On Tuesday evening, Oct. 30, I attended the Town of Hempstead Budget Hearing to see the democratic process in action.
Frankly, I was appalled by what I witnessed. The Republican legislative majority acted like intemperate children, angry not because their hands were in the cookie jar, but because adults dared to call them on it.
Before I proceed, readers should know a little about my professional background.
I have been an investment banker for 41 years. The first 15 years specializing in municipal finance.
I have authored or edited 13 books including, “The Guidebook to Municipal Bonds.” My co-author, Joe Mysak, and I received an industry award for that work in 1991.
For the past 20 years, I have been chairman of a depository bank and trust company that manages assets of individuals, institutions and municipalities.
I have also had the privilege of serving two terms as Executive Director of the Port Authority of New York and New Jersy (1995-1997) and one term as a director of the Nassau Interim Finance Authority (2010-2014).
At the Port Authority, I cut the bloated operating budget for the first time since the 1940s, eliminated over 1,500 jobs while improving services, and did not increase tolls.
When I departed, then-Gov. Pataki said: “All New Yorkers owe Director Marlin a debt of gratitude for taking on this difficult job at a time when great changes were needed at the P.A. His professionalism, foresight and courage will be hard to replace.”
I would also be remiss if I did not disclose that in 1998, the political consulting firm, McLaughlin & Associates, brought me in to prep the Republican candidate for state comptroller on state finances and pension asset management.
That candidate’s name was Bruce Blakeman, presently a Hempstead board member.
With that background, I believe I am qualified to comment on the Hempstead budget process.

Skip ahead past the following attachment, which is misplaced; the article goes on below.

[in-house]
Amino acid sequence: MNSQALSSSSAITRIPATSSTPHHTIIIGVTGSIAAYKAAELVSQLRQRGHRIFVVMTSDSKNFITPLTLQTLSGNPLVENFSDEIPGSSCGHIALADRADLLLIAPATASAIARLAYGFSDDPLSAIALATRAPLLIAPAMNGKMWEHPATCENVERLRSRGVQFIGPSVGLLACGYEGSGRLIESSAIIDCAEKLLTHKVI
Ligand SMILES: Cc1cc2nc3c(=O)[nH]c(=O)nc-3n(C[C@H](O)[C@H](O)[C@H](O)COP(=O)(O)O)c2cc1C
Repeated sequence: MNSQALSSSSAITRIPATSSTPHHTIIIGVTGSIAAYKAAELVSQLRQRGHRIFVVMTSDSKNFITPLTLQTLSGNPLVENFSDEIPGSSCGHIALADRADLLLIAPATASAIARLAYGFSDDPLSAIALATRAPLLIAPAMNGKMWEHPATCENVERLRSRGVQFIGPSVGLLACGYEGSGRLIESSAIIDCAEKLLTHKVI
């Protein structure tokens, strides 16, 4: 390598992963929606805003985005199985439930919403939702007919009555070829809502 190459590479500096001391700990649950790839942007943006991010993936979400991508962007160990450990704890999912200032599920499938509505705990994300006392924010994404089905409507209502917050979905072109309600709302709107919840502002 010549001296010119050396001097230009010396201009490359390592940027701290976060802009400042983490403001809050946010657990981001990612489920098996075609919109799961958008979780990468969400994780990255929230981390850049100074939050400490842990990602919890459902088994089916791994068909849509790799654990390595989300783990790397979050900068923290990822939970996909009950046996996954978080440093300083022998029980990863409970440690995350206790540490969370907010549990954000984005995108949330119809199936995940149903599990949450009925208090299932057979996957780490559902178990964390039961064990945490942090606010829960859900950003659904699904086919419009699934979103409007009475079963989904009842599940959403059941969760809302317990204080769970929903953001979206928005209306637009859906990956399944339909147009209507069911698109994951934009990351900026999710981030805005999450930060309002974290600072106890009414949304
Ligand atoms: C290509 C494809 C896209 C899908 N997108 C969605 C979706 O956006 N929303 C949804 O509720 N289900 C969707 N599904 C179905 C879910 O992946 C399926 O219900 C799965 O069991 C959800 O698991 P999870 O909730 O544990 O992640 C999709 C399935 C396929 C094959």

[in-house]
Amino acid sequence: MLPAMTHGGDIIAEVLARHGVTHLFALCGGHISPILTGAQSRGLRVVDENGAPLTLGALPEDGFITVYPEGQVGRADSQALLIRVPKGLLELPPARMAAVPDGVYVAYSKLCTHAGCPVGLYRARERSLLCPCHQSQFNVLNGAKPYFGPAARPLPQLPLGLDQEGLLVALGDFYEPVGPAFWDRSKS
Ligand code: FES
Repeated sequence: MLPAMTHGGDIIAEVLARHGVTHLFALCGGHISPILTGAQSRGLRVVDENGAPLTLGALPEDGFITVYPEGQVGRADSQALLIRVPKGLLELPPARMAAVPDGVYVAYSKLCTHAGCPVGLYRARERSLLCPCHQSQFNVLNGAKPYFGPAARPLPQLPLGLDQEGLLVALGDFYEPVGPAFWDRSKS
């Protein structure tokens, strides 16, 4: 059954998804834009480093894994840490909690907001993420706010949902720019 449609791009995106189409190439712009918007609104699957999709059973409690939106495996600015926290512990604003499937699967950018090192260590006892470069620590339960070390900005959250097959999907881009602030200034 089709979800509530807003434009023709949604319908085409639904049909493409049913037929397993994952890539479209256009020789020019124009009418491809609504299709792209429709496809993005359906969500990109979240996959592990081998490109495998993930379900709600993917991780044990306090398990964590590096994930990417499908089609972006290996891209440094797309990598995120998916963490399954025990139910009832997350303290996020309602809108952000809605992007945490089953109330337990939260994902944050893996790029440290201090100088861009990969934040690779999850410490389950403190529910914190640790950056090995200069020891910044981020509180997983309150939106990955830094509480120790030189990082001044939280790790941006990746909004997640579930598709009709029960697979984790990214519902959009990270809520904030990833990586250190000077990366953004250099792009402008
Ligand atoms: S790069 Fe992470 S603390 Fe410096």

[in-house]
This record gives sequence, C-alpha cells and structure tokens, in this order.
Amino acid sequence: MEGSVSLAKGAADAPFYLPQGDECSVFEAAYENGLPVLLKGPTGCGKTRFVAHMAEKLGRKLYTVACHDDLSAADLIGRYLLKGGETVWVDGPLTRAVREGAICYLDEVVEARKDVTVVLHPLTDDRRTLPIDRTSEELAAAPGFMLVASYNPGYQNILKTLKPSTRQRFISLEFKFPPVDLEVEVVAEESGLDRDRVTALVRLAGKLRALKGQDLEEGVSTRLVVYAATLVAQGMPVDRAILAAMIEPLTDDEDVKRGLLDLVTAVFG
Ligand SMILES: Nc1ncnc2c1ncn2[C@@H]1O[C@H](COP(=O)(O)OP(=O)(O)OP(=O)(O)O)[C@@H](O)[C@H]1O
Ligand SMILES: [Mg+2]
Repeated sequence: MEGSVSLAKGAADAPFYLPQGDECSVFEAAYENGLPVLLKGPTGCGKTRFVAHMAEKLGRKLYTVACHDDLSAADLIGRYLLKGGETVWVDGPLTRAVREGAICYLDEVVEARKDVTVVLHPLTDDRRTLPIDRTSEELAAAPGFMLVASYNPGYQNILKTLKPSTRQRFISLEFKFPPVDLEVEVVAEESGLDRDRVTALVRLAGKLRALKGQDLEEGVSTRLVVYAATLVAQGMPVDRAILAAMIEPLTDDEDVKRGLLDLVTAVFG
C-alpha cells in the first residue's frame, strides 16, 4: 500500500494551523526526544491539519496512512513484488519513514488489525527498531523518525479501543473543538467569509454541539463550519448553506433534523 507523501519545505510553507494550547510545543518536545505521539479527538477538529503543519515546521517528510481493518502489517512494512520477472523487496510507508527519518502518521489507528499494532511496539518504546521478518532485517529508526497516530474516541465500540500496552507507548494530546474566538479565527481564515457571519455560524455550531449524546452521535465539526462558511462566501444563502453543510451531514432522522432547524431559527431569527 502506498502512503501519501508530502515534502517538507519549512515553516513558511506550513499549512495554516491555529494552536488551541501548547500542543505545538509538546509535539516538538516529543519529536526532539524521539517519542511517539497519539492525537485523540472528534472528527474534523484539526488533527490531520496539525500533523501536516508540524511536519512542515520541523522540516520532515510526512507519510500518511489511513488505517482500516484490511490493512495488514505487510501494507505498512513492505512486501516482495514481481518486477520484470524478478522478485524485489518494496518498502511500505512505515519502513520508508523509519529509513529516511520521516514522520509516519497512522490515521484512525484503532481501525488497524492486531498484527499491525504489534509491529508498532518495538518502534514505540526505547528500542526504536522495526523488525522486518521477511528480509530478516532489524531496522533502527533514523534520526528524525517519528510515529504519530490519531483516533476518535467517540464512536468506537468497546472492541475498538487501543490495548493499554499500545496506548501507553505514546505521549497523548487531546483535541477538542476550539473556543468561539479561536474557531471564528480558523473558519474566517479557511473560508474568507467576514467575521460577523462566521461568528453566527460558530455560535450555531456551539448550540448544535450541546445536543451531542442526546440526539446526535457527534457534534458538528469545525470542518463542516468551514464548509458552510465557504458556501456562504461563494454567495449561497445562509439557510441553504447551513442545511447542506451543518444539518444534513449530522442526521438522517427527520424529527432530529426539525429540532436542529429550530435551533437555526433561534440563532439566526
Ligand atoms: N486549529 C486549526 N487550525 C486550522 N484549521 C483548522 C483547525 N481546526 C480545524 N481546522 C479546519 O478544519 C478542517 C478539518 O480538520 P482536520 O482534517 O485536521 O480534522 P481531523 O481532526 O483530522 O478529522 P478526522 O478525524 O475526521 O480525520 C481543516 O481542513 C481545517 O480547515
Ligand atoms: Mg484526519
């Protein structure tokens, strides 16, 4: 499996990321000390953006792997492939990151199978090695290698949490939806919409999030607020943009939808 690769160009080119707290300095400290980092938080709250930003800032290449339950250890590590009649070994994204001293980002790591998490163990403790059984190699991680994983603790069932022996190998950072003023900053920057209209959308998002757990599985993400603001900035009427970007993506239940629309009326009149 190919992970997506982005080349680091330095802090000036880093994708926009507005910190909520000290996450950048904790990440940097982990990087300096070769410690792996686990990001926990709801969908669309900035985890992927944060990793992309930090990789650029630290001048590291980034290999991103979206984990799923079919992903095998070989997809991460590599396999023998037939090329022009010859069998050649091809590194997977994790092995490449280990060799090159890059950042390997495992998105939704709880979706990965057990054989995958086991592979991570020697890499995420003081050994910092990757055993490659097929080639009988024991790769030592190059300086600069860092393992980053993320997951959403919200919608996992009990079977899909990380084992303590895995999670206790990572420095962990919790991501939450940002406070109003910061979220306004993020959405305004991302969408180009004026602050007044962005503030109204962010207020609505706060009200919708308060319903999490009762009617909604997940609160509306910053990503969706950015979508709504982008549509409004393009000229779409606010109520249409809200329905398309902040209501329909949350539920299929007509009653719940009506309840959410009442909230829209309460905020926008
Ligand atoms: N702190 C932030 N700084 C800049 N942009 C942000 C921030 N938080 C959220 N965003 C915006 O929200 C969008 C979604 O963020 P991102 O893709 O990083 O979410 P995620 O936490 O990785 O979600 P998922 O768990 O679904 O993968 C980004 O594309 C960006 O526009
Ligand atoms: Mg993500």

For several years, Hempstead Republicans have used the unusual term “Less: Savings” throughout their line item budgets. This practice, which appears to be a guesstimate of unspecified savings that may or may not be achieved, is a unique one that cannot be found in the annals of municipal finance.
The most transparent definition of “Less: Savings” was articulated to Newsday by Councilman Blakeman, who has supported this budgetary scheme in the past. “Less Savings,” he said, “is a way to pad money and hide money by removing it so there’s a surplus next year so whoever is running can say they’ll save taxes.”
That’s a perfect description of a fiscal shell game.
And Republicans who embraced “Less: Savings” in previous budgets are now appalled because Supervisor Gillen exposed this gimmick and refused to employ it in her proposed budget.
However, Republicans — who want their cake and to eat it — reinstated “Less: Savings” in the amended budget they approved; and, here’s the kicker – they also approved a tax cut that would be funded by the dubious savings.
The history of “Less: Savings” has not been stellar. When not achieved in 2017, Supervisor Gillen pointed out, the Republicans employed the worst possible remedy to fund the resulting budget deficit: they borrowed long term, about $8 million.
To cover themselves when questioned, the Republicans announced Oct. 30 that if “Less: Savings” is not achieved in 2019, they will not borrow; instead they will drain the town’s reserves.
The purpose of reserves (a/k/a “rainy day funds”) is to help municipalities weather a severe economic downturn (i.e., 2008 Great Recession).
To tap into reserve funds during an economic boom is a grievous violation of a key commandment of municipal finance. Draining reserves in good times could lead the municipality to the edge of the fiscal abyss in lean times.
The key to the GOP’s “Less: Savings” budget is the assumption that 113 employees will retire in 2019, that none of the vacancies will be back-filled and employee separation costs (i.e., accrued vacation pay) will average about $30,000 per employee for a total of about $3 million — which is allegedly baked into the budget, although no one can point to exactly where.
But, that $30,000 figure, which was the average payout in 2015, is understated. In 2016, 2017, and 2018, the average payout was closer to $50,000 per employee. That translates to an additional $2 million not included in the budget.
If the past is a prologue, the odds are the “Less: Savings” scheme will backfire on the Republicans — forcing them not only to drain reserves but possibly to increase taxes.
Longtime NIFA member, Chris Wright, C.P.A., best described the GOP’s antics: “I think that the Town Board missed an opportunity to take a good, thorough and balanced budget as proposed by the supervisor, and to amend it and make it a very good budget… But in the end, [Republicans] chose to play for the Team, rather than the Town.”
Taxpayers take note.